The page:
Reality Blogging?

I See A Story Everywhere, In Everything
I See A Story Everywhere, In Everything

Last week I posted about an entrepreneurial idea.

What if everything you did could be considered a business expense?

My Accountant friend looked at me, while we were jogging, as if I had lost my mind.

I can’t expense a hair cut, but what if the whole experience was part of some bigger picture? A look at an ordinary life, trying to change the world, one blog post at a time?

People said Napster’s business model would fail, plus, they said, it was illegal.

Anyone subscribe to Napster or Rhapsody music service?

Just because no one has done it and everyone says it’s not legal, doesn’t mean the world (or one lone soul) isn’t ready to embrace it.

No, Seriously, I Do
No, Seriously, I Do

By jeff noel

Retired Disney Institute Keynote Speaker and Prolific Blogger. Five daily, differently-themed personal blogs (about life's 5 big choices) on five interconnected sites.


  1. Um, not that I want to rain on your parade or anything, but….

    Napster did fail. They were violating intellectual property rights and the court shut them down. Another outfit bought the name (brand) and used it for their legal business model.

    Just Sayin’

  2. I recognize Mike’s point and see the financial verity in it.

    However, I disagree with the semantics, in the use of “fail” (gotta love a semantic argument).

    I believe they sparked a revolution and gave a certain mindset a more mainstream recognition.

    Not sure of the timing between Napster and the iTunes store, but what would the state of DRM be without Napster pushing boundaries. I think Apple (recognizing I do love their products), and its near tyrannical control over its information, can probably attribute millions of dollars in benefits in its combating the free-form file-sharing practices of Napster users.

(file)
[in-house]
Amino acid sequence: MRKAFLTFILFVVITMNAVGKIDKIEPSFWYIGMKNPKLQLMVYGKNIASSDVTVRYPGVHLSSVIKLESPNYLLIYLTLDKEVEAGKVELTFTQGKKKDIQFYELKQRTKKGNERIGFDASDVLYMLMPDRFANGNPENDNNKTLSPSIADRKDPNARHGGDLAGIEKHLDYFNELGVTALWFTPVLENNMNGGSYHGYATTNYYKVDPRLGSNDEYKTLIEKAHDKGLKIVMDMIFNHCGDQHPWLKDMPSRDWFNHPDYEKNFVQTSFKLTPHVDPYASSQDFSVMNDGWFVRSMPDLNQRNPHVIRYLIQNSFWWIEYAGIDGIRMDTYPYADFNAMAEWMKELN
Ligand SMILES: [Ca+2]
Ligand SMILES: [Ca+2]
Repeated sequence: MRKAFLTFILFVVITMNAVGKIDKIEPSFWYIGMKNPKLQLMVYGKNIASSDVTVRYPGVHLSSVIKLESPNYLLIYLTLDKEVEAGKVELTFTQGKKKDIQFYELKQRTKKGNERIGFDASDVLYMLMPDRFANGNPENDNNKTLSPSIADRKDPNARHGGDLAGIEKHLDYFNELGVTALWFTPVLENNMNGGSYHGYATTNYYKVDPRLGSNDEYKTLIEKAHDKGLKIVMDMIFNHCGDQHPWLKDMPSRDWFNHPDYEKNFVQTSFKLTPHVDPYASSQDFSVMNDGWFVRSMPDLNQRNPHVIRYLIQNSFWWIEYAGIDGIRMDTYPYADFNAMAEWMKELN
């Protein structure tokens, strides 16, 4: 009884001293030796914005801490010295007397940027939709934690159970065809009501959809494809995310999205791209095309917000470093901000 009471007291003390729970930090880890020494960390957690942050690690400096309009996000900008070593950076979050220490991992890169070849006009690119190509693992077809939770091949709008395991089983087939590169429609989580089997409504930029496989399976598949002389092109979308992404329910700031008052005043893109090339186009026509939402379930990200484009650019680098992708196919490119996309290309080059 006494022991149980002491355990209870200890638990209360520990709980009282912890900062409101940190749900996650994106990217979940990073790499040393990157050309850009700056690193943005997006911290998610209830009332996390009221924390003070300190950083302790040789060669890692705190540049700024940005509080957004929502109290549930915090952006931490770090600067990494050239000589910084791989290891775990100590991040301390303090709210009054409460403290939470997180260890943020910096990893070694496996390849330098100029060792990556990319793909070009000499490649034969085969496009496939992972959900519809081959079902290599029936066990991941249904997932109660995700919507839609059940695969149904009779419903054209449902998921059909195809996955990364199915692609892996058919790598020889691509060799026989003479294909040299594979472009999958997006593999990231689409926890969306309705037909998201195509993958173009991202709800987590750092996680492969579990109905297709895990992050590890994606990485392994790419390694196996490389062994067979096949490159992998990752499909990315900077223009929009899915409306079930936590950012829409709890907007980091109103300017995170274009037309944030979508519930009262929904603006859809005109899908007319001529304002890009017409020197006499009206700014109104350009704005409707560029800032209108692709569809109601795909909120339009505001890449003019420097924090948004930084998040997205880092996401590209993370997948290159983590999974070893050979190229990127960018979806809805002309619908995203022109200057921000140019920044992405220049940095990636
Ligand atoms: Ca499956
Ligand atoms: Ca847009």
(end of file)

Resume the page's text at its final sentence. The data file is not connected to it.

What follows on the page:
Napster grew an awareness to fighting the big dogs. It taught countless Millenials how to convert their audio/video files into suitable formats, which contributed to an even greater desire to make their computers do their bidding. Hacking became more commonplace, and not just a derogatory term.

    Comfort in programming and computer troubleshooting used to be restricted to their respective circles. Now, more and more “common” people are becoming comfortable in servicing their own needs and embracing the open-source mentaility – that information should be able to be shared freely.

    This is the backbone on which the Android OS operates. It’s even fueled the app-building circles for Apple’s highly-vetted App Store. It’s also helped me to realize that, if I want to type a paper or build a spreadsheet, I don’t need to have a copy of MS Office on hand. I can use the more budget-friendly, open source, or Google Docs.

    It’s taught me to not accept what’s most conveniently put in front of me, but to envision and seek out alternatives.

    So, yeah, it failed in an operational perspective.

    But, in a more romantic, idealistic sense; It’s successful in fueling thought and innovation in countless ways.

  3. I appreciate what Mike and Craig bring to this conversation. Anyone else have a thought?

    I still value what Napster attempted. It inspires the heck out of me.

    Same with what Rosa Parks attempted.

    And even Frank G. Wells, who attempted Everest. He didn’t make to the top, but he tried.

  4. Jeff,

    Failure is all in the perspective of the audience. Believe me – right now, I know this first-hand. But there are moral victories, innovative victories, and even failures that urge others to try to succeed.

    Lately, mine has been more of the moral victories, but I am learning that from each “failure,” it wasn’t as much of a failure as it was an attempt or a willingness to try. Stepping out…Napster stepped out where others didn’t and blazed a trail for those following.


  5. One of the reasons moral victories are challenging is because they don’t pay the rent. Not initially anyway. But they do help develop our personal “brand”, our reputation.
    And it is our reputation, ultimately (and great marketing) that pay the rent.
    Stay strong. Stay focused. Be creative and hopeful.

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